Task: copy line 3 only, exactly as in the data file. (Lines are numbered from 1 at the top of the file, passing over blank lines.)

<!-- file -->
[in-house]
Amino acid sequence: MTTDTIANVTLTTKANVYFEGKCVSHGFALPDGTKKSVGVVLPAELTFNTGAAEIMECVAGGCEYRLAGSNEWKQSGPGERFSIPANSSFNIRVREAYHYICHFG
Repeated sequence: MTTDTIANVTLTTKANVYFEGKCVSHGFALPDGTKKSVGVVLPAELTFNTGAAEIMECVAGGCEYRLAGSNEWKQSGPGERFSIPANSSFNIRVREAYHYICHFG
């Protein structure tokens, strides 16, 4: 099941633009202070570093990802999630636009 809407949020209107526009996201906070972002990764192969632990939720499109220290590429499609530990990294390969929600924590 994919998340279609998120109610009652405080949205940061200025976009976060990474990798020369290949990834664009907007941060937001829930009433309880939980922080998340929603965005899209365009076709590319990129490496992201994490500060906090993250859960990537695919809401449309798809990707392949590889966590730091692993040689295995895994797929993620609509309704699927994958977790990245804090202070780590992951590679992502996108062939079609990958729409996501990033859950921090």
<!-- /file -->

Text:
Repeated sequence: MTTDTIANVTLTTKANVYFEGKCVSHGFALPDGTKKSVGVVLPAELTFNTGAAEIMECVAGGCEYRLAGSNEWKQSGPGERFSIPANSSFNIRVREAYHYICHFG